April 14, 2021

No, Nintendo Is Not Solely To Blame For The Cancellation Of Goldeneye’s XBLA Remake


GoldeneyeGoldeneye© MGM/Eon

You might’ve seen that GoldenEye 007 has been back in the news lately. We’ve known for a long time that Rare planned an Xbox Live Arcade remake of the acclaimed shooter and, courtesy of Youtuber Graslu00, last week gave us a full look at what that could’ve brought.

It’s led to a bit of a blame game, with some fans believing that it was Nintendo which caused the remake’s cancellation, being the N64 version’s original publisher (a fact perhaps not helped by Graslu00’s video opening with “Do you expect me to remove this Nintendo logo screen? No, Mr. Bond, I expect you to die”).

Since that “longplay” video released last week, Graslu00 has been accused of misunderstanding this situation, leading them to release a statement. The truth of the matter is this. Nintendo isn’t really to blame here – though it may have played a part in why it never released.

GoldenEye 007 was – and remains – locked in a complicated rights situation, one that several ex-Rare developers have shed a light on over the years. Nick Burton, a former senior software engineer at the studio, talked about this the legal issues preventing a release back in 2008, advising:

That was a tricky one. To be fair, I kind of wished that the differences got sorted out, but obviously there’s the licensing issue for Bond, even if it’s something that’s already come out. It’s incredibly hard to solve because there’s so many license holders involved. You’ve got the guys that own the license to the gaming rights now, the guys that have the license to Bond as an IP, and there are umpteen licensees.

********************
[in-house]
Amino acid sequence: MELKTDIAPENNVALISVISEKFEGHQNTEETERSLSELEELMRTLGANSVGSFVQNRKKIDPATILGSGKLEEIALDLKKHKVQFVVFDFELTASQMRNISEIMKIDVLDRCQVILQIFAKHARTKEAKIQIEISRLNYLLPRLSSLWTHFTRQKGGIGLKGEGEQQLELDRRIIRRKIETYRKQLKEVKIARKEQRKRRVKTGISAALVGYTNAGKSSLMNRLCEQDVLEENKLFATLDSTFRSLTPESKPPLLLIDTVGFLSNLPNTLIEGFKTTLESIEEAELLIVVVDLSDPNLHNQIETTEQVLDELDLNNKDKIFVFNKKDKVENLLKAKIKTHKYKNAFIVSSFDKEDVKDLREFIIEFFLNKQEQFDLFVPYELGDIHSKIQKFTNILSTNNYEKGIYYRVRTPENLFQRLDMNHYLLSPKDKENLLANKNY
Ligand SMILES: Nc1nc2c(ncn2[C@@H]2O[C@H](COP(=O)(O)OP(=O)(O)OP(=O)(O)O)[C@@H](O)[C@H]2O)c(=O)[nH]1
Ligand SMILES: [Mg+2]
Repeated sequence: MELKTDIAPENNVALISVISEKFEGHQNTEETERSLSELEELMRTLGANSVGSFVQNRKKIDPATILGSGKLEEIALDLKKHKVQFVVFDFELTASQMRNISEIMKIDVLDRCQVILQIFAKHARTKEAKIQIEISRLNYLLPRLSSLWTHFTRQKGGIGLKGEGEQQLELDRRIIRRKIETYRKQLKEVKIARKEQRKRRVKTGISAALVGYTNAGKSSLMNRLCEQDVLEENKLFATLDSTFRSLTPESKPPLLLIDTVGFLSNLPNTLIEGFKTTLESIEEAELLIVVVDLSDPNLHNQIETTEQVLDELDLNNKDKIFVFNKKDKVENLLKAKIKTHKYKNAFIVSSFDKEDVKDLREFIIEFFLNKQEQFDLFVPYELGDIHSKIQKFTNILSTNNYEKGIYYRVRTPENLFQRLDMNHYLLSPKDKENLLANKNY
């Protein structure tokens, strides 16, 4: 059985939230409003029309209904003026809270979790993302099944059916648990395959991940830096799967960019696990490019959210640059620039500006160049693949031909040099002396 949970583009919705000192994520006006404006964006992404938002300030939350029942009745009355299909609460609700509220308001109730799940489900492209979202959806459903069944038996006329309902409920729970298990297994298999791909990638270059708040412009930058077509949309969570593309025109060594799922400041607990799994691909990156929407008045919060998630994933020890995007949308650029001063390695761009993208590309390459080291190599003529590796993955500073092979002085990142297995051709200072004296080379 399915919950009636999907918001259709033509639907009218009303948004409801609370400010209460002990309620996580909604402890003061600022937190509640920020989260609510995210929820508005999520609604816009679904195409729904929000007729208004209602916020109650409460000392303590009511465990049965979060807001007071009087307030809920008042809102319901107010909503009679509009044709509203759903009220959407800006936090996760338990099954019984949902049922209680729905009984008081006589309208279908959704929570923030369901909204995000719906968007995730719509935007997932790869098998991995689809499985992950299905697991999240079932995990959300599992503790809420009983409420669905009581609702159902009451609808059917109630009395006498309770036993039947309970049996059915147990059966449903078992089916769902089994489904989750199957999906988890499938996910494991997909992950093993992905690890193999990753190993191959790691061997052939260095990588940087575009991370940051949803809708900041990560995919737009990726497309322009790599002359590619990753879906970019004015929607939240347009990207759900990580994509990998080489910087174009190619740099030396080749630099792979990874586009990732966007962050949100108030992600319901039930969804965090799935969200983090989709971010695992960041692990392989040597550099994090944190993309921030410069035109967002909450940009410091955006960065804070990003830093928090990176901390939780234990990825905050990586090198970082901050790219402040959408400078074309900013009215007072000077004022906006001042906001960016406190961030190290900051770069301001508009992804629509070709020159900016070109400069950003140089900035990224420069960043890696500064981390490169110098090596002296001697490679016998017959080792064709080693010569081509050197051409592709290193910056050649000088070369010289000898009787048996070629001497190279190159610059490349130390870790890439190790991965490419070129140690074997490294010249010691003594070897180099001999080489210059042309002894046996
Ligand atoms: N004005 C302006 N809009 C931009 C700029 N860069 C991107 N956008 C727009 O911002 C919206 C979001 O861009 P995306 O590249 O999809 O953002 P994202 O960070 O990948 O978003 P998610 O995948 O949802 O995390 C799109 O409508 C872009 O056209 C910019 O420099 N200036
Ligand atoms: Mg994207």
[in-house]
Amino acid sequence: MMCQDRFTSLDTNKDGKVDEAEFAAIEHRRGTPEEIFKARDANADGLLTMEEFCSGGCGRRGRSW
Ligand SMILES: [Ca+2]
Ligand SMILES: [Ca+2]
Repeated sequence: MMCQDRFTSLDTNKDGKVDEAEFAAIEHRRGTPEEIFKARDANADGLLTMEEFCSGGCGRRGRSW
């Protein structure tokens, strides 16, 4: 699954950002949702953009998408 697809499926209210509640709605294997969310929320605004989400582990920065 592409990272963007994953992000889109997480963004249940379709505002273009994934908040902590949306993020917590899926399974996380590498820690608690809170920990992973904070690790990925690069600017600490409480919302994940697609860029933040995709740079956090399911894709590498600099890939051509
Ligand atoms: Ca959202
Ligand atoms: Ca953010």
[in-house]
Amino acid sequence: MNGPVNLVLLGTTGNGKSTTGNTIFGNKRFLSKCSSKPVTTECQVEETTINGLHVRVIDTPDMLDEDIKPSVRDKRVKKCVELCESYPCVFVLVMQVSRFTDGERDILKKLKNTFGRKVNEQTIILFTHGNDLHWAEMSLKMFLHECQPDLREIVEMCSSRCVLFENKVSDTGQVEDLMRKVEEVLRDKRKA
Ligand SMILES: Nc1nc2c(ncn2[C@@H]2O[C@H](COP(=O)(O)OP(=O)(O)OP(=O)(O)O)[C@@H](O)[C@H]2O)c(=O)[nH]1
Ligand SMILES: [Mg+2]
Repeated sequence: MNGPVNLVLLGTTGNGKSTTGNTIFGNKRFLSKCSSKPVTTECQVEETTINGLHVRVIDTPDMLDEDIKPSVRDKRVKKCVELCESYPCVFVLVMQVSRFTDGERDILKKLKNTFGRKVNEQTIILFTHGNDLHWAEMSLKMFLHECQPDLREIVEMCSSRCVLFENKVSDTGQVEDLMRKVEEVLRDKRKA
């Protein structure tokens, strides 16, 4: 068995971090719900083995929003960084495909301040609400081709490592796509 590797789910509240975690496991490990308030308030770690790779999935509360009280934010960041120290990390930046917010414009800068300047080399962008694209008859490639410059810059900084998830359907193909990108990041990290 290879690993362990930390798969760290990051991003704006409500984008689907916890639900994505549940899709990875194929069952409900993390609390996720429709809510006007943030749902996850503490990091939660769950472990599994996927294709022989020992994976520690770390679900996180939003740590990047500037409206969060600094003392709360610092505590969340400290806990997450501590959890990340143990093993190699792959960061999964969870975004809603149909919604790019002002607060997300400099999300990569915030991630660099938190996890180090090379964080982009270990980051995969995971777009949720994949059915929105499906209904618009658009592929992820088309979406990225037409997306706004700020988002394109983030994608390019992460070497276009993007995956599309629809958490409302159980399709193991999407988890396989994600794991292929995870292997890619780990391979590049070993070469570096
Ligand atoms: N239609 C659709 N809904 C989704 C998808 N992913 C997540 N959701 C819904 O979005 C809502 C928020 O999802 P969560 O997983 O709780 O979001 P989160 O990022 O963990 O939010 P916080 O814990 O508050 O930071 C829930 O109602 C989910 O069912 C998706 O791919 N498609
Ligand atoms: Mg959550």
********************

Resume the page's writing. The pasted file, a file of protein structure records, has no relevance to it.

Back in 2007, when Rare was planning the XBLA remake, GoldenEye’s rights were split in several directions. Whilst Nintendo previously published it, Rare had been bought out by Microsoft and the James Bond IP was (at that point) in Activision’s hands, which bizarrely ended up releasing its own GoldenEye 007 game for Wii in 2010.

It’s a situation also not helped by the Bond licence holders, MGM and Eon Productions, who handle the film series based on Ian Fleming’s literary super-spy. Speaking with MundoRare over a decade ago for an interview, game designer Duncan Botwood confirmed:

Licences are, by nature, highly restrictive agreements, and while GoldenEye 007 slipped past under the radar of the licence holders, the success of our game meant that subsequent games have been less fortunate, and probably less free from that kind of oversight in their development than those teams would have liked.

All things considered, there’s certainly a possibility that Nintendo could have played a role in blocking its release. No matter how you look at this though, it seems highly unlikely it had the final say in the matter; the situation is clearly a lot more complex than that.


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